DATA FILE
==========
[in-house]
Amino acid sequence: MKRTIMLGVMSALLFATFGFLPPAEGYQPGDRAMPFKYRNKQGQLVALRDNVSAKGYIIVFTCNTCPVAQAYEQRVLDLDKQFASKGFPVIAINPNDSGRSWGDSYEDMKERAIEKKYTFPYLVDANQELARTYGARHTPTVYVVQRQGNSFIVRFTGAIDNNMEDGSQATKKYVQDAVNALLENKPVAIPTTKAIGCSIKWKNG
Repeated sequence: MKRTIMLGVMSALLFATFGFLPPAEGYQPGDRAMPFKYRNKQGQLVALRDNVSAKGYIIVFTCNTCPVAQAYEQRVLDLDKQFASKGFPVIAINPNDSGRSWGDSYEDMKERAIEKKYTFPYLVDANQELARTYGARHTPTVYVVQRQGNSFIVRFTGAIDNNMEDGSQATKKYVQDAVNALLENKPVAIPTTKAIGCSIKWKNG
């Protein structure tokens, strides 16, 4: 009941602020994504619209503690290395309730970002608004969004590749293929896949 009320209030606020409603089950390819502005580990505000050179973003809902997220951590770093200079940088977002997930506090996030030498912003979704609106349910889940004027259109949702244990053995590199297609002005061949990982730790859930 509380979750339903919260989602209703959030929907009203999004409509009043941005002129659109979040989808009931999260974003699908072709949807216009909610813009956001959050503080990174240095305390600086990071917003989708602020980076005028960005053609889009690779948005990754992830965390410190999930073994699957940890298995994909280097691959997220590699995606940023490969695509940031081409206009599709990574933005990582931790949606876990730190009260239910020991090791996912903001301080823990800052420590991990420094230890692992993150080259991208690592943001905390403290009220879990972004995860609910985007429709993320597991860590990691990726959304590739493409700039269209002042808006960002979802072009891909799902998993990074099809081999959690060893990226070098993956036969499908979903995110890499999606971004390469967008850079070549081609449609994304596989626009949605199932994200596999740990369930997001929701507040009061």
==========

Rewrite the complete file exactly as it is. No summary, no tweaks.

[in-house]
Amino acid sequence: MKRTIMLGVMSALLFATFGFLPPAEGYQPGDRAMPFKYRNKQGQLVALRDNVSAKGYIIVFTCNTCPVAQAYEQRVLDLDKQFASKGFPVIAINPNDSGRSWGDSYEDMKERAIEKKYTFPYLVDANQELARTYGARHTPTVYVVQRQGNSFIVRFTGAIDNNMEDGSQATKKYVQDAVNALLENKPVAIPTTKAIGCSIKWKNG
Repeated sequence: MKRTIMLGVMSALLFATFGFLPPAEGYQPGDRAMPFKYRNKQGQLVALRDNVSAKGYIIVFTCNTCPVAQAYEQRVLDLDKQFASKGFPVIAINPNDSGRSWGDSYEDMKERAIEKKYTFPYLVDANQELARTYGARHTPTVYVVQRQGNSFIVRFTGAIDNNMEDGSQATKKYVQDAVNALLENKPVAIPTTKAIGCSIKWKNG
């Protein structure tokens, strides 16, 4: 009941602020994504619209503690290395309730970002608004969004590749293929896949 009320209030606020409603089950390819502005580990505000050179973003809902997220951590770093200079940088977002997930506090996030030498912003979704609106349910889940004027259109949702244990053995590199297609002005061949990982730790859930 509380979750339903919260989602209703959030929907009203999004409509009043941005002129659109979040989808009931999260974003699908072709949807216009909610813009956001959050503080990174240095305390600086990071917003989708602020980076005028960005053609889009690779948005990754992830965390410190999930073994699957940890298995994909280097691959997220590699995606940023490969695509940031081409206009599709990574933005990582931790949606876990730190009260239910020991090791996912903001301080823990800052420590991990420094230890692992993150080259991208690592943001905390403290009220879990972004995860609910985007429709993320597991860590990691990726959304590739493409700039269209002042808006960002979802072009891909799902998993990074099809081999959690060893990226070098993956036969499908979903995110890499999606971004390469967008850079070549081609449609994304596989626009949605199932994200596999740990369930997001929701507040009061």